Before FRANK, MEDINA and HINCKS, Circuit Judges.
This proceeding was brought to recover sums of money paid by libellants*fn1 for passage upon the vessel City of Athens on a sailing to Europe scheduled for July 15, 1947, no part of which was repaid, despite the fact that the voyage was abandoned. When first before us we dismissed for lack of admiralty jurisdiction and this holding was reversed by the Supreme Court and the case is again here for consideration of the contentions of respondent which were not previously passed upon. Archawski v. Hanioti, 350 U.S. 532, 76 S. Ct. 617, reversing, 2 Cir., 223 F.2d 406.
Due in no small measure to various maneuvers and dilatory tactics by respondent, to whom the court below with considerable justification referred as "an unbelievable scoundrel," but also to confusion stemming from the allegations contained in the libel, the method of proof pursued by libellants and their determination at all hazards to enforce the decree by putting respondent in jail, what should have been a simple case comes to us encased in a mass of procedural complexities.
To bring some order out of this seeming chaos, we shall discuss only the following questions, which we think dispositive of the appeal:
1. Were the proceedings in the District Court regular?
2. Was the evidence sufficient to sustain a recovery by libellants against respondent for the passage money?
3. Was the provision in the decree for a body execution authorized by law?
Respondent, through his proctors of record, filed a notice of appearance and a personally verified answer denying the allegations of the libel. When the case was reached for trial in due course, one of respondent's proctors of record appeared and requested in adjournment. When this was denied, he stated, "Then I will sit here and just see what is happening." The court proceeded to conduct an inquest, disavowing any intention to take advantage of the presence of respondent's proctor, who declined to take part in the proceeding. Under these circumstances it is clear that respondent was not represented at the inquest, and it is not necessary to consider whether respondent's proctor in fact represented him at that time. It is not material whether or not respondent personally knew that the case was about to be reached for trial. It was his business to keep track of the case and assert whatever defense he had.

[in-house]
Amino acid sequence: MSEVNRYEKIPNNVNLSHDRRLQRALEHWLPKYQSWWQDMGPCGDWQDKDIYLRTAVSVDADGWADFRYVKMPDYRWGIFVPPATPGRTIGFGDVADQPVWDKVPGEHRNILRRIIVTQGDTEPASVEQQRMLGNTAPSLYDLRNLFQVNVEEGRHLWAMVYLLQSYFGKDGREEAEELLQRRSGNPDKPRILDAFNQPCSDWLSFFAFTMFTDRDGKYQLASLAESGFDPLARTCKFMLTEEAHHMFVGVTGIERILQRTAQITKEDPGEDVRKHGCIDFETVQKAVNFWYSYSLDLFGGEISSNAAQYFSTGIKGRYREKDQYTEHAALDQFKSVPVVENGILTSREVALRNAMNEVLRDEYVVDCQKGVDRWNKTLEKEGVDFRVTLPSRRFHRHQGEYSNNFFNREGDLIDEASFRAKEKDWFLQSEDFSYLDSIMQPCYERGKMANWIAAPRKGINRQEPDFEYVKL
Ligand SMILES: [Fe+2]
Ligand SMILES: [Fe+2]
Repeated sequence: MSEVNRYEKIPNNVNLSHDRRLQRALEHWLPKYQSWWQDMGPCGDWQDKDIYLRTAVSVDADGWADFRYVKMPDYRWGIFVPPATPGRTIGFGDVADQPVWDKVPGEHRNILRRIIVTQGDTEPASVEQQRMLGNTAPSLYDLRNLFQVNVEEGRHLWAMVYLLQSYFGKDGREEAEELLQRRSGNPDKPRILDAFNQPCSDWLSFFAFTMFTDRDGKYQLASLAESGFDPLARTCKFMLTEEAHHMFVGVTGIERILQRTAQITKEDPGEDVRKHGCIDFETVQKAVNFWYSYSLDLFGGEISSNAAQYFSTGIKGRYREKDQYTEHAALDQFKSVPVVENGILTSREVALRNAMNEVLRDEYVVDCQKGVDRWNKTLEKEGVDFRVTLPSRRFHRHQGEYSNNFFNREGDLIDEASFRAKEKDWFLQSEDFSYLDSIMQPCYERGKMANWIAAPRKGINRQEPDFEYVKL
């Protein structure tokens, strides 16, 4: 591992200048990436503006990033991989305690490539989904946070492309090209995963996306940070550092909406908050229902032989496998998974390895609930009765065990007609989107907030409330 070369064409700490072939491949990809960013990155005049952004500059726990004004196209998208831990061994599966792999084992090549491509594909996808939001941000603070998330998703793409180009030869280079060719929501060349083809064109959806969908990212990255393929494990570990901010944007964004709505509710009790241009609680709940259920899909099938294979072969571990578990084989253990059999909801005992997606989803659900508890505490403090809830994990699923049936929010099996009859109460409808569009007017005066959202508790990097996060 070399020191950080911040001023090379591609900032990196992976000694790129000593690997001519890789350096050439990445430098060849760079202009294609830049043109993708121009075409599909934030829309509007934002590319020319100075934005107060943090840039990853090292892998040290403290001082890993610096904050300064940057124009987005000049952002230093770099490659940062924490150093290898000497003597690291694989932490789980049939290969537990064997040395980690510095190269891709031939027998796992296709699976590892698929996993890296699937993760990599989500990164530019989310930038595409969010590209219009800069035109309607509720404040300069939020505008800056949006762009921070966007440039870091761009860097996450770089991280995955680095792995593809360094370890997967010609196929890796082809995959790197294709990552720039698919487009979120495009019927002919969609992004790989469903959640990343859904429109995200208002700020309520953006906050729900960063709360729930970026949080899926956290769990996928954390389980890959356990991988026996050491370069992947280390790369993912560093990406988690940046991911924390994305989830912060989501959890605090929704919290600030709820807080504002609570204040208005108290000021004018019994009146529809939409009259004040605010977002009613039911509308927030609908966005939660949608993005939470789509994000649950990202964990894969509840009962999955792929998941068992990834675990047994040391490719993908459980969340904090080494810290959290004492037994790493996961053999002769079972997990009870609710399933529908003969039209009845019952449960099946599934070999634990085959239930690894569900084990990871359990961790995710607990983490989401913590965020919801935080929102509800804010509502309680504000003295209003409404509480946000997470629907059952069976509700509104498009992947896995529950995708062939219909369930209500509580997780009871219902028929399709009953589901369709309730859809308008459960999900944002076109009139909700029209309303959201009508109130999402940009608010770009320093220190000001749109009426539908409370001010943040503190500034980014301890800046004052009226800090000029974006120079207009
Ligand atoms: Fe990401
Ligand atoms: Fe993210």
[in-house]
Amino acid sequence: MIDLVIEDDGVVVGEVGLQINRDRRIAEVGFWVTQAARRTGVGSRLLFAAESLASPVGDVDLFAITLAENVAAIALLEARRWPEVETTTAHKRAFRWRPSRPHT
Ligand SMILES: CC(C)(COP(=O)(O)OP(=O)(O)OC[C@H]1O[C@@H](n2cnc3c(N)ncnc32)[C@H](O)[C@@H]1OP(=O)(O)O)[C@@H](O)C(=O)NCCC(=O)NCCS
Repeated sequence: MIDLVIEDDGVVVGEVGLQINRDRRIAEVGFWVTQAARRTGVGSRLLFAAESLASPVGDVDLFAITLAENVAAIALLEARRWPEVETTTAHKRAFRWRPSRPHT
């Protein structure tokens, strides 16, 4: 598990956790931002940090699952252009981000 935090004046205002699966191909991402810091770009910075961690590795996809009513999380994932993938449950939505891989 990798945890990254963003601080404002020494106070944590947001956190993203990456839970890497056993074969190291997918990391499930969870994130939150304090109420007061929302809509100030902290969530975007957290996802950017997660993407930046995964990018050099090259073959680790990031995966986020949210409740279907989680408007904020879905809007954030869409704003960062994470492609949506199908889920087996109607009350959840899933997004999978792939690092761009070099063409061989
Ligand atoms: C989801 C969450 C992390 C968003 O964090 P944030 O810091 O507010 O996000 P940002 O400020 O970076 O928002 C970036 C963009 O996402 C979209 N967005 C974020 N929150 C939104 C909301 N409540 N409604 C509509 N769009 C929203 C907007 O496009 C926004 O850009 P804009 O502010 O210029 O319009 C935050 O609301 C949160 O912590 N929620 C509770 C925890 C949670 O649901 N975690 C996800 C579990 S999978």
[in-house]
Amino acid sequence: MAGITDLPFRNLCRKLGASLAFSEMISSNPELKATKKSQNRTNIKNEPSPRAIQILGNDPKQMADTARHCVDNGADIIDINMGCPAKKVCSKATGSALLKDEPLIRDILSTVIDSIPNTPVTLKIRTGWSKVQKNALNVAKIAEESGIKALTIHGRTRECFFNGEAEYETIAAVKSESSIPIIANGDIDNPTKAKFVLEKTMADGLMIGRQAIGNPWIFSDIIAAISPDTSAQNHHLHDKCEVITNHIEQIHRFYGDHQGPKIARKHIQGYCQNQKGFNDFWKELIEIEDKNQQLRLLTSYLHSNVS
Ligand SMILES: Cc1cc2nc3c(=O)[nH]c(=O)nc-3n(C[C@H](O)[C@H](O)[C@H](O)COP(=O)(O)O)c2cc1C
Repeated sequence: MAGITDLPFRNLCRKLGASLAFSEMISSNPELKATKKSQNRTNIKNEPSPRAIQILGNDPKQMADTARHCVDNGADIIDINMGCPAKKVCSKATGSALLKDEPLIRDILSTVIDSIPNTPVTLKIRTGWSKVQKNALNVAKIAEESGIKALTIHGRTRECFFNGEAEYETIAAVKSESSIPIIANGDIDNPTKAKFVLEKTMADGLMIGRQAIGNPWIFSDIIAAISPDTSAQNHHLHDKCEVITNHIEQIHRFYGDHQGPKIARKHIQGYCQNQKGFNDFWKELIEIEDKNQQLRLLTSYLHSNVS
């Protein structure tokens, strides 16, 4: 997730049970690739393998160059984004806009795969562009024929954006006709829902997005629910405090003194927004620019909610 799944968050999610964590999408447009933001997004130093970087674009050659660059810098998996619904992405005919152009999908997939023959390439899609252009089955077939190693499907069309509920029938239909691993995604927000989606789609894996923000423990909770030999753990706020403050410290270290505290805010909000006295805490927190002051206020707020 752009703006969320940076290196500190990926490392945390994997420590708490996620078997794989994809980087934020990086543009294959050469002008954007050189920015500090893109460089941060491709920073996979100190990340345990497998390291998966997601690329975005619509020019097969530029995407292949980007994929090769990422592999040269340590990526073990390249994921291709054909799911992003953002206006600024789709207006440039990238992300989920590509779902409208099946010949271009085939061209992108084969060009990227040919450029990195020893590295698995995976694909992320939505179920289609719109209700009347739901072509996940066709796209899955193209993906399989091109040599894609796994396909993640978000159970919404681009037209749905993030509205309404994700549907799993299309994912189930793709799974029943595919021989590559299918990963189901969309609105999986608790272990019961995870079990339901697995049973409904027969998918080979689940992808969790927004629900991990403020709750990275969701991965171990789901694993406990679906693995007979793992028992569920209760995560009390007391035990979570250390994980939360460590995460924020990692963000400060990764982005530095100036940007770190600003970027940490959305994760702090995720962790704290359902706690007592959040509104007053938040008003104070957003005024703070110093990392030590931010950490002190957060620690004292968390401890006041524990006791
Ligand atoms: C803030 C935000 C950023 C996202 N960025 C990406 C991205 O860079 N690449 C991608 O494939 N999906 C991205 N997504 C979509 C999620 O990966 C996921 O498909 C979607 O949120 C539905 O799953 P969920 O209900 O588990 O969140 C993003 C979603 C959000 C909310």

While respondent's failure to appear may be referred to in a colloquial sense as a default, it was not properly speaking a default and did not admit all the properly pleaded and material allegations of the libel. His answer had put all these allegations in issue and libellants were accordingly put to their proof. Bass v. Hoagland, 5 Cir., 172 F.2d 205, certiorari denied, 338 U.S. 816, 70 S. Ct. 57, 94 L. Ed. 494. The court below was entirely justified in taking the inquest.
Following entry of the decree, respondent appeared by his present proctor and in effect moved for a new trial. The motion was denied in an opinion reported at 129 F.Supp. 410.
We proceed to consider the sufficiency of the proofs adduced on the inquest in support of libellants' claim.
The Supreme Court has held "that the obligation to pay the moneys arose because of a breach of the contract to transport passengers" and that even where the libel reads like indebitatus assumpsit at common law, admiralty has jurisdiction "provided that the unjust enrichment arose as a result of the breach of a maritime contract." Archawski v. Hanioti, supra, 350 U.S. at pages 534, 536, 76 S. Ct. at pages 620, 621.
Thus libellants, in order to recover, were obliged to establish no more than the making of the contracts of passage, the receipt of the passage money by respondent, the abandonment of the voyage and ...